So what you’re attempting to show is that the child isn’t doing well in school when they’re with the other parent, but they are doing well when they’re with me. If the child is struggling socially, mentally, psychologically, or even has occurring physical health problems, that may be grounds to find a material substantial change in circumstances. But remember, it’s not just about showing that there’s been some great change in a child’s life. It’s about showing that there has been a material and substantial change in the child’s life and that change is affecting the ability of the parents.
To parent. If the child wasn’t struggling with certain issues that they’re having now, that very well may impact the ability of the parents to parent. Certain parents are perhaps better equipped to handle certain situations better than other parents. So a child that has depression, for example, may be better off spending more time with one parent than with the other. Changes in religion can also be a factor that the court looks at. So if the child was raised in one denomination and then one of the parents no longer is a part of that denomination.
You may be able to show that that factor affects the stability and continuity in the child’s life. Extracurricular activities and the child’s mean interests may be something that the court looks at. That might seem kind of insignificant to say the court is going to look at the child’s extracurricular activities to see if a change in custody is in order, but for a lot of teenagers extracurricular activities, participating on sports teams, competing in dance or other competition teams like that are very important and crucial for the child’s.
Ability to feel a sense of selfworth accomplishment. So if you have one parent that is actively trying to prohibit the child from participating in these activities or limiting the child from participation in these activities, but on the other hand you have one parent that’s encouraging the child to participate in these activities, that may be something that the court considers. Another factor that’s quite frequently brought before the court is that there has already effectively been a change in custody andor parenttime. Meaning that even though the court previously entered an order of custody, say for example,.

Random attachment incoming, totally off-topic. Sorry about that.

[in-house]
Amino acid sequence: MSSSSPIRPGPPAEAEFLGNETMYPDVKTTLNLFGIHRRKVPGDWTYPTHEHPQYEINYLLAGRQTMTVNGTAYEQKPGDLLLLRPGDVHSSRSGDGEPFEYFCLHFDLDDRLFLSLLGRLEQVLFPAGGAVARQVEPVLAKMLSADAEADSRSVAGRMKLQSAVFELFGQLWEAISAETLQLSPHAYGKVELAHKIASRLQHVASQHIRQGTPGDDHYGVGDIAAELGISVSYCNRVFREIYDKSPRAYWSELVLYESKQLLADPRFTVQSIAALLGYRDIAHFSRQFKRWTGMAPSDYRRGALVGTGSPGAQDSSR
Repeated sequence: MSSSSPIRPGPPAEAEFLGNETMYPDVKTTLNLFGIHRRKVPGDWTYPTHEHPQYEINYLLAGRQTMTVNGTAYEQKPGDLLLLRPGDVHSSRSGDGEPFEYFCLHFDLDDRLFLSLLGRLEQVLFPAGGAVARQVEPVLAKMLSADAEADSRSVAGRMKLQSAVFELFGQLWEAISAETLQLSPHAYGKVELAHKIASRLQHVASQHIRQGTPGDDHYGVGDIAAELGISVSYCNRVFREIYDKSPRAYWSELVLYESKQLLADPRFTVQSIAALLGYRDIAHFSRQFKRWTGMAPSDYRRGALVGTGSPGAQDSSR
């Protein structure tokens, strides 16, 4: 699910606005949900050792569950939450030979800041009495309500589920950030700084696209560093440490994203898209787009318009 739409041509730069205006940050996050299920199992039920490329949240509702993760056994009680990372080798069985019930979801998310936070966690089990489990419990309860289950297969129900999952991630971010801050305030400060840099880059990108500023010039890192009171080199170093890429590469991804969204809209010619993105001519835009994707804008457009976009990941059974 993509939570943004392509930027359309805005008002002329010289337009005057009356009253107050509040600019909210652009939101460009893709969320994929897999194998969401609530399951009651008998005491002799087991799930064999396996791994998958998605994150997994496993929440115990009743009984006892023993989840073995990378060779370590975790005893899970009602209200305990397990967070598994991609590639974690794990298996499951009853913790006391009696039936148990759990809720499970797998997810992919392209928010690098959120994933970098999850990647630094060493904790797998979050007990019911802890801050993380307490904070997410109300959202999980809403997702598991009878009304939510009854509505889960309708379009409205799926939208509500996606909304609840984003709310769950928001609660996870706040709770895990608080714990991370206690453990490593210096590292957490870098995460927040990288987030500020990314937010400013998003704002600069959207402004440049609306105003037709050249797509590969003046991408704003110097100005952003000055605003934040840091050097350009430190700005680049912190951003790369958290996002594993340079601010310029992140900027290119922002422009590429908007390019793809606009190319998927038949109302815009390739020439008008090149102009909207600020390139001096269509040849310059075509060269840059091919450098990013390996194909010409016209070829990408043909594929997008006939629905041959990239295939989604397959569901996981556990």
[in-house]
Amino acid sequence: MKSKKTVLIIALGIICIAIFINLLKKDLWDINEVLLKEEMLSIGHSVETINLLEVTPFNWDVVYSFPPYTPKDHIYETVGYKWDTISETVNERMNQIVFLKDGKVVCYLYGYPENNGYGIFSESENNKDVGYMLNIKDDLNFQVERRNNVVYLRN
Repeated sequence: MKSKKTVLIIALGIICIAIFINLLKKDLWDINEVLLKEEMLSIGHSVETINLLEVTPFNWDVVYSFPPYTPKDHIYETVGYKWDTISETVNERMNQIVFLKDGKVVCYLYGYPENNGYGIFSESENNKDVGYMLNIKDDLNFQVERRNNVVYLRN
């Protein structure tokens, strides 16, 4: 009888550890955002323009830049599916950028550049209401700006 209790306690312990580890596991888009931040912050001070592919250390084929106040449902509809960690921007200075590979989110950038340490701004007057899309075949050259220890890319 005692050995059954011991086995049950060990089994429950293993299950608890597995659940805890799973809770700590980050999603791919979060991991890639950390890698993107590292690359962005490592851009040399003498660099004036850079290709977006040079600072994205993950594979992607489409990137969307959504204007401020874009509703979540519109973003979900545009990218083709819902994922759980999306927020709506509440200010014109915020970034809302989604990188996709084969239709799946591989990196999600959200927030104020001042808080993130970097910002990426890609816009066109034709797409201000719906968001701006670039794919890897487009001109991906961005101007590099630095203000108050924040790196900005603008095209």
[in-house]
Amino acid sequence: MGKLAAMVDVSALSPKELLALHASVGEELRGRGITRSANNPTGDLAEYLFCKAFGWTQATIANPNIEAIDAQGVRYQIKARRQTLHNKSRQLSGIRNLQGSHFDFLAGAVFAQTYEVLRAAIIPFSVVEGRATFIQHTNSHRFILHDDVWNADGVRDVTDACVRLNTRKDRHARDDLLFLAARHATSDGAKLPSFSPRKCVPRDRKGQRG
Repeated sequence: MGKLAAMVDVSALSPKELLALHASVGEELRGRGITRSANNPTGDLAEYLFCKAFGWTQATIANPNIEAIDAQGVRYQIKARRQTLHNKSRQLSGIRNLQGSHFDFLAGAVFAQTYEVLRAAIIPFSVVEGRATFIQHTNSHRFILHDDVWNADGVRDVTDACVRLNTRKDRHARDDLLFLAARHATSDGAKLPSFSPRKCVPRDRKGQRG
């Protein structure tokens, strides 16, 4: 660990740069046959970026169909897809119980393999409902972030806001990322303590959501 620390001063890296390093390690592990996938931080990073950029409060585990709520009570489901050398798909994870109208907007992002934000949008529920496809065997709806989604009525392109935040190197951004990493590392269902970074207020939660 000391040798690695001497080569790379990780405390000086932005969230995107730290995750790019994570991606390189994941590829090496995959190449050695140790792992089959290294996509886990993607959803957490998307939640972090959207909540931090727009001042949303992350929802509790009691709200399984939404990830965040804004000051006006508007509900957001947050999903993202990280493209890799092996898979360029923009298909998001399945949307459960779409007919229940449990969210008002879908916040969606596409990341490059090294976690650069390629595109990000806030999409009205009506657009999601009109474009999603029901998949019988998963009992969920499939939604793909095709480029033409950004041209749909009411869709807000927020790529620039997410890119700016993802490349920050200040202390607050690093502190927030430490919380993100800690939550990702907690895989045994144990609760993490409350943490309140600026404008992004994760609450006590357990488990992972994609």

Primary physical custody to the mother, and the children were spending 75 of their time with Mom and 25 of their time with dad, but now in the last several years the children wanted to spend more time with dad and mother has allowed thatnow the dad goes back before the court, petitions the court for a change in custody, and says ‘look I just want a change in custody to have the court enter an order allowing me to have a custody arrangement that I’ve already been having over the last several years.
Anyways.’ If the child or the children in the case are of a sufficient maturity level to reason through the nuances of choosing which parent they would like to spend time with and then that child makes those wishes known to the court or to a guardian ad litem that has been assigned to the case, that can have a significant impact on the court finding a material and substantial change in circumstances has occurred. It’s not a slam dunk either way, but by statute in Utah, if the child is 14 years old the court will grant more weight.
To the preference of that 14 year old child. There’s no guarantee that any of the factors that we’ve just gone over are gonna be enough for the court to say ‘Yes. We find a material and substantial change of circumstances has occurred.’ Sometimes it’s going to be one big factor that’s going to push the court far enough to say ‘Yes, with this one factor we find a material and substantial change in circumstances has occurred.’ Other times though, and in my experience more frequently, it’s going to be the accumulation of a lot of different factors that are going to move the court.